Canonical transient receptor potential-6 (TRPC6
) channels have been implicated in familial and acquired forms of focal and segmental glomerulosclerosis (FSGS), and in renal fibrosis following ureteral obstruction in mice. TRPC6 channels also appear to play a role in driving glomerular disease in aging and in autoimmune glomerulonephritis. In the present study, we examine the role of TRPC6 in the proteinuric state caused by prolonged albumin overload (AO) in Sprague Dawley rats induced by daily injections of exogenous albumin. This was assessed in rats with a global and constitutive inactivation of TRPC6 channels (Trpc6del/del
rats) and in wild-type littermates (Trpc6wt/wt
rats). AO for 14 and 28 days caused increased urine albumin excretion that was significantly attenuated in Trpc6del/del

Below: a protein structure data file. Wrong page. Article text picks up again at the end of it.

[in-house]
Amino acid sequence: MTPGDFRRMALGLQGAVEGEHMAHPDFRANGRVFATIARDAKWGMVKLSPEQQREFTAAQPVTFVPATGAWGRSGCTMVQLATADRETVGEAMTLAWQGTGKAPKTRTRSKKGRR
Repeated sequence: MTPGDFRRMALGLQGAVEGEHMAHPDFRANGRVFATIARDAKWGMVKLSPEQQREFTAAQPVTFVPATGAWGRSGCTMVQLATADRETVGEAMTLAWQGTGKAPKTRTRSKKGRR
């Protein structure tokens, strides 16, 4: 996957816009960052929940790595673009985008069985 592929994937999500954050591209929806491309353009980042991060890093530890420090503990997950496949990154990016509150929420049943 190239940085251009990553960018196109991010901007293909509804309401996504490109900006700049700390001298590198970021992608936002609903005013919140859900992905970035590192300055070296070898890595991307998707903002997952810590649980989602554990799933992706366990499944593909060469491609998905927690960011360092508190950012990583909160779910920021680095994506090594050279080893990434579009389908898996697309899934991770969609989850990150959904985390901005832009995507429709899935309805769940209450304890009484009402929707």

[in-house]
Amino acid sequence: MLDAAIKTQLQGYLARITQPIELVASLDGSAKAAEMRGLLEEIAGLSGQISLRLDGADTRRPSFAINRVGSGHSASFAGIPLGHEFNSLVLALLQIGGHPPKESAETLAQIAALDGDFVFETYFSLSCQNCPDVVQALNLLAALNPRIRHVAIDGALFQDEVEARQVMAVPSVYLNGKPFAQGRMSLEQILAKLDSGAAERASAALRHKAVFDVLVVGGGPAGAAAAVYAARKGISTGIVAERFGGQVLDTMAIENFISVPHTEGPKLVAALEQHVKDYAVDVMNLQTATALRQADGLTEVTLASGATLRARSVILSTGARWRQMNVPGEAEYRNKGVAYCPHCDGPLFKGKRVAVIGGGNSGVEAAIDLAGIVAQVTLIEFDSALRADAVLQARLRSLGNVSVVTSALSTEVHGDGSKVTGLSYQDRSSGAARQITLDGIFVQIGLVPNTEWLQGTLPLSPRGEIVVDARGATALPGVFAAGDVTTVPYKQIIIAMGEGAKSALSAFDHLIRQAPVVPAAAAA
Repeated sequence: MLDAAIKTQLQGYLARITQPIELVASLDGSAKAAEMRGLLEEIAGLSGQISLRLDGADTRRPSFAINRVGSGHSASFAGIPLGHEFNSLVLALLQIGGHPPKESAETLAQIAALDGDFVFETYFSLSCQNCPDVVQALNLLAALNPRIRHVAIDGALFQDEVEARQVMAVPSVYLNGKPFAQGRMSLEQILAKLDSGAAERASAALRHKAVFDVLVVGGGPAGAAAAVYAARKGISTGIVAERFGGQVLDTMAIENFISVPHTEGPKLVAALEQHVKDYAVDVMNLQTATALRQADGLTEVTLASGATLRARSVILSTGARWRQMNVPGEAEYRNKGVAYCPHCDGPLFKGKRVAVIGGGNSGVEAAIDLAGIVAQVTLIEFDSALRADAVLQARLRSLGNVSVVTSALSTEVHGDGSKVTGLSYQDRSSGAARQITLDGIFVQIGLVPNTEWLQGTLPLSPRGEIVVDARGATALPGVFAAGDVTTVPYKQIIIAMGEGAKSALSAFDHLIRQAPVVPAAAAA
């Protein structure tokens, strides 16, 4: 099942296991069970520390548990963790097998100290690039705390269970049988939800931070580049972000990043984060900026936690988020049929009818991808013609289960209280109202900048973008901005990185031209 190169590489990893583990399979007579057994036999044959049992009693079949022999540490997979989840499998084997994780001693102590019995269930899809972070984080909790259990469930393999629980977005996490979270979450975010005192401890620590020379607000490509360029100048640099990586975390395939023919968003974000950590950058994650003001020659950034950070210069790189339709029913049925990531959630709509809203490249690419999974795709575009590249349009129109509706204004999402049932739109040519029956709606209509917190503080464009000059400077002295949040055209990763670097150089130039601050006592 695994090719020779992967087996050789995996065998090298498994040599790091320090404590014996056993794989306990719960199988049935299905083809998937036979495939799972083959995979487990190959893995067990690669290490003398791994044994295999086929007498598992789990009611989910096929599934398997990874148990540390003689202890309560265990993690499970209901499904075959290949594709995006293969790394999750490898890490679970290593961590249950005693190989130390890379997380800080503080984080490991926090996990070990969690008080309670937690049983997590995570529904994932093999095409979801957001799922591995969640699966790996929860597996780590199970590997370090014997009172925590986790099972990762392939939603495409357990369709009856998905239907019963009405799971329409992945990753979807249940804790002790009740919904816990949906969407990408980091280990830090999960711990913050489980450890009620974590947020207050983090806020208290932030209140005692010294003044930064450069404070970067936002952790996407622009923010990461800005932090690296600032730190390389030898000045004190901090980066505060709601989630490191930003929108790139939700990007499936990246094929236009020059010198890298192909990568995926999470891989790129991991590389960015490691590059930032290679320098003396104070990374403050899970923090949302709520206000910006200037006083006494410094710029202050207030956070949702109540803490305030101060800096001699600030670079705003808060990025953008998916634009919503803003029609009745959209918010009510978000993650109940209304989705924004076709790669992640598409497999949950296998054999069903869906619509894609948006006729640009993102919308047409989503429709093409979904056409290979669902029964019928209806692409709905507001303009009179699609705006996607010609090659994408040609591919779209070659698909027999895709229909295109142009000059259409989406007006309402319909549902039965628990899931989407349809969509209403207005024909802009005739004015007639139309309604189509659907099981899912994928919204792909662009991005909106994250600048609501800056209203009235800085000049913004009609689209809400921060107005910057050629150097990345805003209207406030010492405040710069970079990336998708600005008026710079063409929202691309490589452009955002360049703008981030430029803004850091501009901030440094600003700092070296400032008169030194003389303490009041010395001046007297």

rats compared to Trpc6wt/wt
controls. AO overload did not induce significant glomerulosclerosis or azotemia in either genotype. AO induced mild tubulointerstitial disease characterized by fibrosis, hypercellularity and increased expression of markers of fibrosis and inflammation. Those changes were equally severe in Trpc6wt/wt
rats. Immunoblot analysis of renal cortex indicated that AO increased the abundances of TRPC3 and TRPC6, and caused a nearly complete loss of TRPC5 in Trpc6wt/wt
rats. The increase in TRPC3 and the loss of TRPC5 occurred to the same extent in Trpc6del/del
rats. These data also suggest that TRPC6 plays a role in the normal function of the glomerular filtration barrier. However, whether TRPC6 inactivation protects the tubulointerstitial compartments in Sprague Dawley rats depends on the disease model examined.
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